If you hadn't already noticed, the 'king of the planets' is looking particularly glorious as of late. In fact, it's been a while since anybody has seen the gas giant so positively radiant.

On this Monday, September 26, Jupiter will come the closest to Earth it's been in 59 years – and the view is going to be magnificent. You won't even need a telescope (but it never hurts if you've got one handy).

It's all due to a serendipitous combination of what's known as opposition and the perfect perihelion. Read on.

Every twelve Earth years, give or take, Jupiter's distance from the Sun shrinks to a mere 740 million kilometers (about 460 million miles), giving those of us in the uptown part of the Solar System a prime view of the massive outer suburb planet as it looms larger than usual in the evening sky.

Usually, the added shine Jupiter receives at its closest approach to the Sun isn't a big deal for those of us viewing from here on Earth. We are on our own orbital path, so we're not always in the same vicinity.

But this time, we're in the neighbourhood. (Sort of.)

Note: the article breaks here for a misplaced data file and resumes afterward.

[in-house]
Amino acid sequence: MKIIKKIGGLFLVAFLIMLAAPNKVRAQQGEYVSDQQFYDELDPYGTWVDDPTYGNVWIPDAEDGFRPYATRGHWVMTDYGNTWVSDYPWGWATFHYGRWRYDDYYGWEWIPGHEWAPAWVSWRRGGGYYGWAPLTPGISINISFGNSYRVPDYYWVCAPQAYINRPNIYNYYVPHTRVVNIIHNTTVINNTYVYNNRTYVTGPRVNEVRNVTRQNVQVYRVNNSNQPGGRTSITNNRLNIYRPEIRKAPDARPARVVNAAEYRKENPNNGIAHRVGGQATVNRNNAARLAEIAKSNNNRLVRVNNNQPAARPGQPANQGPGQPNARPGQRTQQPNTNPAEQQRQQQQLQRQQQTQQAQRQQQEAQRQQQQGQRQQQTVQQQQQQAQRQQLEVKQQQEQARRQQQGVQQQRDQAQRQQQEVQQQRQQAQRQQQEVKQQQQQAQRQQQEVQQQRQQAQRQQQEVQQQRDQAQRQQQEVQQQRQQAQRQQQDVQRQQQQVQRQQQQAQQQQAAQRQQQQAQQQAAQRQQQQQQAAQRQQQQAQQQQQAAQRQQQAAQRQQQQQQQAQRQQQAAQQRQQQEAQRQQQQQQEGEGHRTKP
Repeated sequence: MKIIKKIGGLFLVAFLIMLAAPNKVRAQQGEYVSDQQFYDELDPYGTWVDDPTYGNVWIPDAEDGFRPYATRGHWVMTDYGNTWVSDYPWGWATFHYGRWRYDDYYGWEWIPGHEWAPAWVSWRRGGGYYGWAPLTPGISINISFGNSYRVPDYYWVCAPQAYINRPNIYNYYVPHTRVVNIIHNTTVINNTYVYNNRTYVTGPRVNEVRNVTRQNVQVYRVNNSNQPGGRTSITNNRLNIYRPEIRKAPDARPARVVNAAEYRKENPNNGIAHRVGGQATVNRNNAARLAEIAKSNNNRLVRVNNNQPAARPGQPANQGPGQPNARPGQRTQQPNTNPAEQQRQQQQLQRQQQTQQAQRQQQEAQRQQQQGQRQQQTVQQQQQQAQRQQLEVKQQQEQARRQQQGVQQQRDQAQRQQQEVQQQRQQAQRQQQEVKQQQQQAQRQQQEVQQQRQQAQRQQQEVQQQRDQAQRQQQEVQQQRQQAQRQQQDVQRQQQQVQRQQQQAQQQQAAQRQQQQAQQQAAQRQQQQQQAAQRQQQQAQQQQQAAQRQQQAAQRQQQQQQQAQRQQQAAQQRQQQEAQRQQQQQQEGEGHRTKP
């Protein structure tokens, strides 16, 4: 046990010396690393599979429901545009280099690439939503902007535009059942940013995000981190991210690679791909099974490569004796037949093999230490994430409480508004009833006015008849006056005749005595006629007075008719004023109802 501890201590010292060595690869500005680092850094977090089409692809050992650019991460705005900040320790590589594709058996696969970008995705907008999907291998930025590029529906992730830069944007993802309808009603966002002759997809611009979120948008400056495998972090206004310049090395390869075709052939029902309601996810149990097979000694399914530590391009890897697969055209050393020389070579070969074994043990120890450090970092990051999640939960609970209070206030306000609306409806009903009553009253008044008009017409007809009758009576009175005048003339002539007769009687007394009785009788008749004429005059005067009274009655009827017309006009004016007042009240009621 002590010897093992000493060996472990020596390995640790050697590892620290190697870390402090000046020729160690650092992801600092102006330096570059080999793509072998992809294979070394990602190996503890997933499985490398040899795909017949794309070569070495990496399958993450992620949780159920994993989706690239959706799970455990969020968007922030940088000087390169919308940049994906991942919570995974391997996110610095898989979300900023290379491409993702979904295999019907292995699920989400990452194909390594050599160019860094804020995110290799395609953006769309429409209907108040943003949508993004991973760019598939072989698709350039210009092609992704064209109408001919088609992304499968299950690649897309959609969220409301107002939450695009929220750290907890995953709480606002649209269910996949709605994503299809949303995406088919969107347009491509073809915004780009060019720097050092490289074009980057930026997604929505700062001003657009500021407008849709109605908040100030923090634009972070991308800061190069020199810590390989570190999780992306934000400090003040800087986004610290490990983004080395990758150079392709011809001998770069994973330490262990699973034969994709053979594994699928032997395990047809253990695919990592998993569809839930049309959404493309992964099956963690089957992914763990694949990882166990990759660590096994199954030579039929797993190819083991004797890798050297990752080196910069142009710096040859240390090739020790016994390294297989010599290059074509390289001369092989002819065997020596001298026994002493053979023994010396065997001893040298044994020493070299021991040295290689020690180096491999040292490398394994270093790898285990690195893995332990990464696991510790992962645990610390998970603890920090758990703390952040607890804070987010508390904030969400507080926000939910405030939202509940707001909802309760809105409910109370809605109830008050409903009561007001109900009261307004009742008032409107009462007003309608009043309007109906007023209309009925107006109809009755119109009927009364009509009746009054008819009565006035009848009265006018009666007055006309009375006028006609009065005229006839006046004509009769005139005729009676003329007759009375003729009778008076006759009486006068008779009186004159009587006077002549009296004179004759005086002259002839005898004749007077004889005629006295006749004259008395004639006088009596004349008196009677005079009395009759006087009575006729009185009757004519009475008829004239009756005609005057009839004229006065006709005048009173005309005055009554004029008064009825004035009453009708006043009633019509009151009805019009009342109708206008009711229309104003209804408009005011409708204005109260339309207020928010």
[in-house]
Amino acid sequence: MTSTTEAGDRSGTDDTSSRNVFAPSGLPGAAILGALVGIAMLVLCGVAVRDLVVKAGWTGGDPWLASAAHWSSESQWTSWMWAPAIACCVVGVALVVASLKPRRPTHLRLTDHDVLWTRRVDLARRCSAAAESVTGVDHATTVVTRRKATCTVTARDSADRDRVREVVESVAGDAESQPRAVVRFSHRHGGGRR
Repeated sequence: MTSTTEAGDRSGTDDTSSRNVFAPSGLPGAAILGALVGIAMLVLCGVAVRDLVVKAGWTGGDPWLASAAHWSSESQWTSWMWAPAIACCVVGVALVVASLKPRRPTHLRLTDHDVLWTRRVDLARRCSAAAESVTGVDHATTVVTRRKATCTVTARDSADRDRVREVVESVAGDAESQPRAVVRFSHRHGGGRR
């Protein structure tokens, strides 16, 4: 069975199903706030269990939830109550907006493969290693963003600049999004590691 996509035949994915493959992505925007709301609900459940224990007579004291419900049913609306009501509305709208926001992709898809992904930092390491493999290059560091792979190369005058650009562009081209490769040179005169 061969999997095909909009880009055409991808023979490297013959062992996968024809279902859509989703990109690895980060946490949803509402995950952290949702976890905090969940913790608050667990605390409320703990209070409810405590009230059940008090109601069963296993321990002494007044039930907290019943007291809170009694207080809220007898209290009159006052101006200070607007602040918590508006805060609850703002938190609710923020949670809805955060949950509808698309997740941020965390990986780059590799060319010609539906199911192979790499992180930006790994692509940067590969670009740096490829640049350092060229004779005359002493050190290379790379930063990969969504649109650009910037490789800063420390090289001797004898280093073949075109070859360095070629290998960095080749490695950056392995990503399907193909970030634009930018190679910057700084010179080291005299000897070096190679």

Technically, the point at which Jupiter's distance from the Sun is at its absolute shortest – known as its perihelion – won't occur until early next year. By then, Earth will be zipping around the corner in its own endless orbit.

Illustration of Jupiter and Earth in opposition
Illustration showing Jupiter and Earth at a recent close approach in 2017. This year's opposition will be even closer. (Kel Elkins/NASA)

But our closest annual passing of Jupiter occurs this week, a timing known as being in opposition. It's the one time of the year a perfectly straight line can be drawn from the Sun to Earth to Jupiter.

Taken together, opposition and a perfect perihelion would give us a full-frontal, front-row seat of Jupiter shining bright. We might be a touch early for a perfect perihelion, but the last time Earth was this close to the giant – just 590 million kilometers away – it was October 1963 and Bobby Vinton was hitting the charts with Blue Velvet.

Could we get any closer to Jupiter? Maybe a touch. While Jupiter's orbit is remarkably circular, Earth's isn't.

In the middle of every year, our planet this its farthest distance from the Sun, about 152 million kilometers. Right now, we're a fraction over 150 million kilometers away, due to arrive at our own perihelion – a distance of about 147 kilometers – early next January.

These astronomical distances are rather trivial in the scheme of things. So don't expect bigger tides, extra earthquakes, or more meteorites than usual.

But if you appreciate some cosmic beauty to start off your evening, look to the eastern horizon just after the Sun sets. Look for a big, bright, shining 'star'.

Jupiter will have an apparent magnitude of -2.9, according to EarthSky.com, which means it'll be one of the brightest objects in the night sky. For context, the full moon has an apparent magnitude of -12.5.

Maybe even grab a telescope or a good set of binoculars before you step out. And say hi to the king for us.